Alakrana cost Spain $11m

THE government paid Somali pirates $11 million to free a Spanish fishing boat in 2009. Madrid has repeatedly denied handing over ransom for the Spanish-registered Alakrana and its crew but leaked Defence ministry documents now demonstrate that the government was responsible for delivering payment.

The money, packed in two metal cylinders, was transported by a light civilian aircraft which had been chartered in Kenya.  It was dropped into the sea and picked up at a pre-arranged spot by the pirates, according to ABC newspaper.

Despite ministers’ repeated denials, the documents confirmed the government’s involvement, claimed ABC. The leaks also gave details of what was termed the “problem” of the two pirates who were captured earlier and taken to Spain.

Because it was impossible to put all the money into one cylinder, a first payment was dropped at 4am and a second at 11am, with the release coming almost immediately afterwards on November 17.

The ransom cited by the ministry of Defence documents was considerably higher than the $3.5 million quoted last November and a further $1 million was initially lost by CNI intelligence agents tricked into paying a phoney go-between.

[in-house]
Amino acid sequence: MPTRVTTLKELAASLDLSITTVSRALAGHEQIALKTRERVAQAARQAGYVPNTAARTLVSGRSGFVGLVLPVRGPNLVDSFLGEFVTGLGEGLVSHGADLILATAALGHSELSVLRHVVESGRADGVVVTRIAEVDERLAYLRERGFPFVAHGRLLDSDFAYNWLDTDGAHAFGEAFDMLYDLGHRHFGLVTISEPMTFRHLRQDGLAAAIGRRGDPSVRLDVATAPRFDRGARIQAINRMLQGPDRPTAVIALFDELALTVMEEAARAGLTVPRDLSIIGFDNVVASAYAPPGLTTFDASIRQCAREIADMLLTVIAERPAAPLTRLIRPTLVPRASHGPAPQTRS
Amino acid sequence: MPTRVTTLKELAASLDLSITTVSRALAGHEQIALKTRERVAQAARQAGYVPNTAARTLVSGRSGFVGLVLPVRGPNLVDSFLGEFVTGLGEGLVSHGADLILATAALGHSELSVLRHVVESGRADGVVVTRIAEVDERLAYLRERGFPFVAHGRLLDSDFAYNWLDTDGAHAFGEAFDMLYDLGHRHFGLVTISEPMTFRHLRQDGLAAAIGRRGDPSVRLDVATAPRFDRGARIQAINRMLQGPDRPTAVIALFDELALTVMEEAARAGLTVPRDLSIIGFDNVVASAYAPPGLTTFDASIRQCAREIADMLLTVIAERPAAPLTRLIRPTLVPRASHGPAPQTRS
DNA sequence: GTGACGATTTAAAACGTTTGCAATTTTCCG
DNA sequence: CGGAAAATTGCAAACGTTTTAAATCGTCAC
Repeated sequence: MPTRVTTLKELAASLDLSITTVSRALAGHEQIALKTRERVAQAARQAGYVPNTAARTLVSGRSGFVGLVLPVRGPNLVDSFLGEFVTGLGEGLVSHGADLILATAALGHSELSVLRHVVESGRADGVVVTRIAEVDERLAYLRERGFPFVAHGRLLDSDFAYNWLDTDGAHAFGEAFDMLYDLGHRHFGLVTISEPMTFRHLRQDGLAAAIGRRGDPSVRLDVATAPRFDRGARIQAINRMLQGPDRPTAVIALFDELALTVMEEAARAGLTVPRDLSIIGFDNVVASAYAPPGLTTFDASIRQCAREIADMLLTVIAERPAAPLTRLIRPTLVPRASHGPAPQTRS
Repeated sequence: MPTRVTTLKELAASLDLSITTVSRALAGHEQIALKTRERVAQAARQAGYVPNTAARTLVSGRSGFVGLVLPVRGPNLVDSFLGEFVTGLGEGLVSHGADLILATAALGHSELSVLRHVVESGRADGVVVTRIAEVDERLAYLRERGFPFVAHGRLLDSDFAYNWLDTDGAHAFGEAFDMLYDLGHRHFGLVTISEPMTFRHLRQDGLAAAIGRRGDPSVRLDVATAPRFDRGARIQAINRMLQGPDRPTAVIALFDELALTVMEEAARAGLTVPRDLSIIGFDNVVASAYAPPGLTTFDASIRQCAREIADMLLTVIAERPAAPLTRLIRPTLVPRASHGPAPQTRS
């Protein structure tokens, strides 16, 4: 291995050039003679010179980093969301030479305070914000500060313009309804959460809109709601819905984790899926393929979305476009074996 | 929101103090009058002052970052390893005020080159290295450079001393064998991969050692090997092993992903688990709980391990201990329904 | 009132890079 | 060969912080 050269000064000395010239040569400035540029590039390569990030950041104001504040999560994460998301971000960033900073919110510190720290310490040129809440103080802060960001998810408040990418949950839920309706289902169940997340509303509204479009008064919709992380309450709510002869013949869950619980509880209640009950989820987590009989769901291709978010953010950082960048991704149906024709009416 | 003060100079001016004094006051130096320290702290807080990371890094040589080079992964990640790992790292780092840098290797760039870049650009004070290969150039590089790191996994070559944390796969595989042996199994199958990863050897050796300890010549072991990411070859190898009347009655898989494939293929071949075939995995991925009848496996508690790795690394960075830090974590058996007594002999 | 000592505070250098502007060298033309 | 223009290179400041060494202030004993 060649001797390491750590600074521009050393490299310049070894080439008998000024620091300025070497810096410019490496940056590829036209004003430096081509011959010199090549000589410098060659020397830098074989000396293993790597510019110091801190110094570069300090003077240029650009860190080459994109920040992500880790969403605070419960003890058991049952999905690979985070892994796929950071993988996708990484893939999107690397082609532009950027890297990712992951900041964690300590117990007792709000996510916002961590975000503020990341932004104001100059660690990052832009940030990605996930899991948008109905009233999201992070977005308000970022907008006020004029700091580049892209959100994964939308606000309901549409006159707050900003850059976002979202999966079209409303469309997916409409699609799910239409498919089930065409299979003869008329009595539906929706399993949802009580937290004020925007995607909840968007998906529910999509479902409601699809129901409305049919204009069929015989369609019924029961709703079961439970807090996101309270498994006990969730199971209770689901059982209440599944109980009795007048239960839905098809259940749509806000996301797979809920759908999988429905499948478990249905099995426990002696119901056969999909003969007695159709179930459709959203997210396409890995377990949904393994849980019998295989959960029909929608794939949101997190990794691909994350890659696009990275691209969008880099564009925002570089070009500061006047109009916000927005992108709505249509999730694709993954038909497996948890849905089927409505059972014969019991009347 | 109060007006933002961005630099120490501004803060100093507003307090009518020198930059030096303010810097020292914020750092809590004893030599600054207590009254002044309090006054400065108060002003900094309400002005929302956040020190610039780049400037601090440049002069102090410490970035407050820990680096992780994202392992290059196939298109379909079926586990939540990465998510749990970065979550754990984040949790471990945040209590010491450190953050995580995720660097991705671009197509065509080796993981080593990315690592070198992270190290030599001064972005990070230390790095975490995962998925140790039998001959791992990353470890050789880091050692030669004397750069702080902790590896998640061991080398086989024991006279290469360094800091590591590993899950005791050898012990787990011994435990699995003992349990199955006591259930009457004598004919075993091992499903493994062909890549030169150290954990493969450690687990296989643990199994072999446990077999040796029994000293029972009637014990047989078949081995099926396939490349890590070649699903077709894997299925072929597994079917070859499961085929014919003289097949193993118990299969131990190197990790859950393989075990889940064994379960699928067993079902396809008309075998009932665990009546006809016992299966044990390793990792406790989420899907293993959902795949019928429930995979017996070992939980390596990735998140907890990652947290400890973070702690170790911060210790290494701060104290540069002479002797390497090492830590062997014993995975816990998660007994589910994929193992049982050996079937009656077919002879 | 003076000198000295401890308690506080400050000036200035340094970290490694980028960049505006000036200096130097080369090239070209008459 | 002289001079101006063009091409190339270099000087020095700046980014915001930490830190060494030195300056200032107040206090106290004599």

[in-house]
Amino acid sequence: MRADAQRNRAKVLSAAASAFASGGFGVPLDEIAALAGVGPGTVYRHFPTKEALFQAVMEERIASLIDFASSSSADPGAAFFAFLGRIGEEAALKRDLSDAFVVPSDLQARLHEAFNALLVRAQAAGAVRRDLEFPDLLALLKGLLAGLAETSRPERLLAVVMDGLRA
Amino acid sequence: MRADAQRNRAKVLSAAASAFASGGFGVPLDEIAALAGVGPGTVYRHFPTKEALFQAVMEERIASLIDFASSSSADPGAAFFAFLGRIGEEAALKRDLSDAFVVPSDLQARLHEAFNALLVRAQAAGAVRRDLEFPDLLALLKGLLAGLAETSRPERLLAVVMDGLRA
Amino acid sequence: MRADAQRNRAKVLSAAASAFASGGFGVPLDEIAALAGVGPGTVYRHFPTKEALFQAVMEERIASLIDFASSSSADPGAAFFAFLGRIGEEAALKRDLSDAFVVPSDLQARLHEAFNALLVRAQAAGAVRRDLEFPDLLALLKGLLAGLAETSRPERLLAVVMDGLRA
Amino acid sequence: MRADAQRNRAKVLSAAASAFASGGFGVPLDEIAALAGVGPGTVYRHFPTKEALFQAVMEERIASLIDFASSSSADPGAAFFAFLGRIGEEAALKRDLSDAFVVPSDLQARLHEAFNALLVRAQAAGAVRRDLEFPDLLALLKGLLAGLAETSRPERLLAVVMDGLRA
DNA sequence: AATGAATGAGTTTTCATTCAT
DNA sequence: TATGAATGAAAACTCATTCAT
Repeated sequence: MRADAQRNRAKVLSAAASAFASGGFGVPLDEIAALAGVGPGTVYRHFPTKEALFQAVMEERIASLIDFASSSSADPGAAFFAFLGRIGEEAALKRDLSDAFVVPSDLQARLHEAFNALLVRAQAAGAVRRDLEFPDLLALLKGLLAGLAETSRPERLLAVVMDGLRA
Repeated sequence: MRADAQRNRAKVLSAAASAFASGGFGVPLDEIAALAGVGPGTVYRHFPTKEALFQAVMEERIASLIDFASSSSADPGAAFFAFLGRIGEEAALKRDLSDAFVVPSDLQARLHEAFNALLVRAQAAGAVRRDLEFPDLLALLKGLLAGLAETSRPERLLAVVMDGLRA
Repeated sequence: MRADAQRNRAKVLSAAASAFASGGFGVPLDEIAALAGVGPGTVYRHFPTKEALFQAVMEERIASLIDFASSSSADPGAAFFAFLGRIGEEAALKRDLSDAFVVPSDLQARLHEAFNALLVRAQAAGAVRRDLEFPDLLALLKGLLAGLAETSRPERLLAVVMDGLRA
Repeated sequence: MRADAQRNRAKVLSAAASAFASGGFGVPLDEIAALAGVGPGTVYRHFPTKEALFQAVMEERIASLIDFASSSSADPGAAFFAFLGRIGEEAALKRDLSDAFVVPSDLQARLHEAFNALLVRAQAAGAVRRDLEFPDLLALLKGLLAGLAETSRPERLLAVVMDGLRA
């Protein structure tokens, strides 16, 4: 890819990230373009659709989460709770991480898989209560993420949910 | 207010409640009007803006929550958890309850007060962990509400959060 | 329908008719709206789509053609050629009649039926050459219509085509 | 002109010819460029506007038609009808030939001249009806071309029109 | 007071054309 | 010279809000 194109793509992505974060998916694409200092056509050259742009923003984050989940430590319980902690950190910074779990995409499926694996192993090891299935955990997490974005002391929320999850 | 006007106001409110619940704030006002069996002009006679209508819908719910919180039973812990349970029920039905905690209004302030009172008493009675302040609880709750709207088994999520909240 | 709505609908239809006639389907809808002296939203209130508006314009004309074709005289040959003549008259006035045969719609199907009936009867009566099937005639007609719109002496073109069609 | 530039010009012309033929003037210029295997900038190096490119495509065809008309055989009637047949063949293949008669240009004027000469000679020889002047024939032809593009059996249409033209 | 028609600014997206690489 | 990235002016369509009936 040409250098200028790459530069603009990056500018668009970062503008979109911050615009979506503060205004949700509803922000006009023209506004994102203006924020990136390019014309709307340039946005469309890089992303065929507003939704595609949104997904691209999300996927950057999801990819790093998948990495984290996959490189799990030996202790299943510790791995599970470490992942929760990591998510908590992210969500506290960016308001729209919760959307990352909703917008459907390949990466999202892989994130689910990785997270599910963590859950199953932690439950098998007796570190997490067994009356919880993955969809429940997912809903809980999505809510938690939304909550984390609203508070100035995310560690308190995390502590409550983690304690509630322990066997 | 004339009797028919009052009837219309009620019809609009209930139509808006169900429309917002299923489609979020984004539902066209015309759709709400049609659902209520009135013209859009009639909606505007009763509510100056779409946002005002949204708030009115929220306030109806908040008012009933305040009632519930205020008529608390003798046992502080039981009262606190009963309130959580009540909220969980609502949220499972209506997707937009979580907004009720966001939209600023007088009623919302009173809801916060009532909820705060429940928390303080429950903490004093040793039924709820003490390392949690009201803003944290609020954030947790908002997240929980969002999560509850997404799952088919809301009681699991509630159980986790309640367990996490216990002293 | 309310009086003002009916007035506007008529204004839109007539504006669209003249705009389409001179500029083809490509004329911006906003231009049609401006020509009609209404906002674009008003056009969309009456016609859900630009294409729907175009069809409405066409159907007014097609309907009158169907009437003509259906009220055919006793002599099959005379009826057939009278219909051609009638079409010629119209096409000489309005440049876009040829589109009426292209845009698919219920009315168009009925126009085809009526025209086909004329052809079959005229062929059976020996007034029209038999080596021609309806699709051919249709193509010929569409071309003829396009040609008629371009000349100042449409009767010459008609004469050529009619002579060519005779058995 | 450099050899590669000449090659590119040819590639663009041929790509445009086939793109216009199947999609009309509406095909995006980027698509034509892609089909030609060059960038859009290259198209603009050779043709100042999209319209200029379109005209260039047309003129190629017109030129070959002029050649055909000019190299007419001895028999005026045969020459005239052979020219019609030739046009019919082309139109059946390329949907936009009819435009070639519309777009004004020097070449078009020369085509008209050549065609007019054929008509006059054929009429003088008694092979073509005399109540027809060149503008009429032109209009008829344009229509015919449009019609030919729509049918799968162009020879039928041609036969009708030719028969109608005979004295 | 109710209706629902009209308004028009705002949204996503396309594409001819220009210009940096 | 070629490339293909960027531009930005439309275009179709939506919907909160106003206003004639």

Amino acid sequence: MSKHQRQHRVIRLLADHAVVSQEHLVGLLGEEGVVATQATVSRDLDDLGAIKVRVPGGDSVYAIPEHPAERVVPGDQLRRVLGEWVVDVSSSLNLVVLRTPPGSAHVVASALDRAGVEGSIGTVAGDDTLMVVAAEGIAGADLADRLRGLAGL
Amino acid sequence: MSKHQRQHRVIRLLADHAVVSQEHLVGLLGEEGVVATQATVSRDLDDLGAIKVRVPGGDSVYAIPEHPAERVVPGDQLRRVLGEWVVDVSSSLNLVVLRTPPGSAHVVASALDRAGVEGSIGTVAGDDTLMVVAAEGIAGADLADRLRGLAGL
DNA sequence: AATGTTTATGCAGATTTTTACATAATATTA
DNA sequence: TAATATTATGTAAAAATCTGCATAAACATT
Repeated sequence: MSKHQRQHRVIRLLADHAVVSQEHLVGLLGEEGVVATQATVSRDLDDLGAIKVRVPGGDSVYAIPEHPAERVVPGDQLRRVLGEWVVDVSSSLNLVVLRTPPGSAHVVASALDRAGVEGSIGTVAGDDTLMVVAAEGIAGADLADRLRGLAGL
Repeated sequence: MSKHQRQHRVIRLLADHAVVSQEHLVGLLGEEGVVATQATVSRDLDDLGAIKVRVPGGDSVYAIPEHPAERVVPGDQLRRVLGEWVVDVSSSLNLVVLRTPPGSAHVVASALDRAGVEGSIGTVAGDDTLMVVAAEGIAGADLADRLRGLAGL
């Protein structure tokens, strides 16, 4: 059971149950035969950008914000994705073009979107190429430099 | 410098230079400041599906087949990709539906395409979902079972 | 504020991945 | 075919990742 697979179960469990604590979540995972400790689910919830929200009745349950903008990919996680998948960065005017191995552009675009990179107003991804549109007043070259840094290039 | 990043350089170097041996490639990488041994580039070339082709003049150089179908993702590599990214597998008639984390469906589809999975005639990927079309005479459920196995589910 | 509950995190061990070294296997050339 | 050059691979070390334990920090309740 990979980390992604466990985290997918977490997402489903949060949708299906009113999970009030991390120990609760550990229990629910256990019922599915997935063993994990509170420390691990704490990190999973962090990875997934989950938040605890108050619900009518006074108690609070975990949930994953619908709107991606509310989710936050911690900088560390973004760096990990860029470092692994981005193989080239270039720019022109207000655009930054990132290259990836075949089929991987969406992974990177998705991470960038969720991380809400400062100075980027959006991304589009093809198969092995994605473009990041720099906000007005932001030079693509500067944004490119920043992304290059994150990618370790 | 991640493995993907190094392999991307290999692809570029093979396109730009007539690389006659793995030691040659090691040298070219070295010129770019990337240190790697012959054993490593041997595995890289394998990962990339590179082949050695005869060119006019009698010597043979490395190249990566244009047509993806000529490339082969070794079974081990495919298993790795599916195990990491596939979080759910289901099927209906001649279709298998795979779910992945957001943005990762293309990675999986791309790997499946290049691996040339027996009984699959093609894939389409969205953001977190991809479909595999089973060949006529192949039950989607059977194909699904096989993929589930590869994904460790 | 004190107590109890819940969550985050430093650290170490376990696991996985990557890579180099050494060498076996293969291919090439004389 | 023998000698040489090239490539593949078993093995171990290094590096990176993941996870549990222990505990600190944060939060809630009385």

Meanwhile, four Alakrana crew members lodged an appeal on Monday against the 439-year sentences handed out to Cabdullahi Cabduwily and Raageggesey Hassan Aji.

Gaizka Iturbe, Victor Bilbao, Andoni Gotxi and Francisco Valadez want the two pirates, who were captured and later tried by the Madrid national high court to stand trial for terrorism, assault and torture.

They are also calling for €200,000 each in compensation for physical and psychological suffering during their 47 days of captivity.


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